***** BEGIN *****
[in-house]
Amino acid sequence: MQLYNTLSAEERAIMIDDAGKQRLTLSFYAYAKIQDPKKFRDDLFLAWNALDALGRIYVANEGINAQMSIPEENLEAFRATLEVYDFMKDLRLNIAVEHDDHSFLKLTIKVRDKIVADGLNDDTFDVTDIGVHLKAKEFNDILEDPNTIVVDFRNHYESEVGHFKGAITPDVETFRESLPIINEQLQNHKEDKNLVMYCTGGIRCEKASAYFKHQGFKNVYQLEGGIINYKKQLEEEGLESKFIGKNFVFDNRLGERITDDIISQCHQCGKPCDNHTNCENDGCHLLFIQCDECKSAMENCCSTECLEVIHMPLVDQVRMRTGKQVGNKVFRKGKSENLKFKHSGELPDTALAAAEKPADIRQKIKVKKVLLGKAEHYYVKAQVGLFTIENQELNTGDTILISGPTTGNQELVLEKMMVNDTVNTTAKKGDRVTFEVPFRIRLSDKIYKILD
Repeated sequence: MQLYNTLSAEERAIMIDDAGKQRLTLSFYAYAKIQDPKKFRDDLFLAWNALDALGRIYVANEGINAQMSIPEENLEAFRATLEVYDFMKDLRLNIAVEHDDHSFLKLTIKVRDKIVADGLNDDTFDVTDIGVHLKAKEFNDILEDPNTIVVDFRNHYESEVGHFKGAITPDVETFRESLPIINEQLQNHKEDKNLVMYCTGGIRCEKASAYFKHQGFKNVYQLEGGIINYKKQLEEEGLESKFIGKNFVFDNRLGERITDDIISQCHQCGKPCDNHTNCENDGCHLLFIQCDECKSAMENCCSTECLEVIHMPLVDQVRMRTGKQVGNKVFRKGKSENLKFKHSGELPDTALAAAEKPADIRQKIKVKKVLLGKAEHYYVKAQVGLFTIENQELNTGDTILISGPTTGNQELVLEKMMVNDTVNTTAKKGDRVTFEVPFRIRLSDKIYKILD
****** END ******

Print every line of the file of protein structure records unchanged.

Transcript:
[in-house]
Amino acid sequence: MQLYNTLSAEERAIMIDDAGKQRLTLSFYAYAKIQDPKKFRDDLFLAWNALDALGRIYVANEGINAQMSIPEENLEAFRATLEVYDFMKDLRLNIAVEHDDHSFLKLTIKVRDKIVADGLNDDTFDVTDIGVHLKAKEFNDILEDPNTIVVDFRNHYESEVGHFKGAITPDVETFRESLPIINEQLQNHKEDKNLVMYCTGGIRCEKASAYFKHQGFKNVYQLEGGIINYKKQLEEEGLESKFIGKNFVFDNRLGERITDDIISQCHQCGKPCDNHTNCENDGCHLLFIQCDECKSAMENCCSTECLEVIHMPLVDQVRMRTGKQVGNKVFRKGKSENLKFKHSGELPDTALAAAEKPADIRQKIKVKKVLLGKAEHYYVKAQVGLFTIENQELNTGDTILISGPTTGNQELVLEKMMVNDTVNTTAKKGDRVTFEVPFRIRLSDKIYKILD
Repeated sequence: MQLYNTLSAEERAIMIDDAGKQRLTLSFYAYAKIQDPKKFRDDLFLAWNALDALGRIYVANEGINAQMSIPEENLEAFRATLEVYDFMKDLRLNIAVEHDDHSFLKLTIKVRDKIVADGLNDDTFDVTDIGVHLKAKEFNDILEDPNTIVVDFRNHYESEVGHFKGAITPDVETFRESLPIINEQLQNHKEDKNLVMYCTGGIRCEKASAYFKHQGFKNVYQLEGGIINYKKQLEEEGLESKFIGKNFVFDNRLGERITDDIISQCHQCGKPCDNHTNCENDGCHLLFIQCDECKSAMENCCSTECLEVIHMPLVDQVRMRTGKQVGNKVFRKGKSENLKFKHSGELPDTALAAAEKPADIRQKIKVKKVLLGKAEHYYVKAQVGLFTIENQELNTGDTILISGPTTGNQELVLEKMMVNDTVNTTAKKGDRVTFEVPFRIRLSDKIYKILD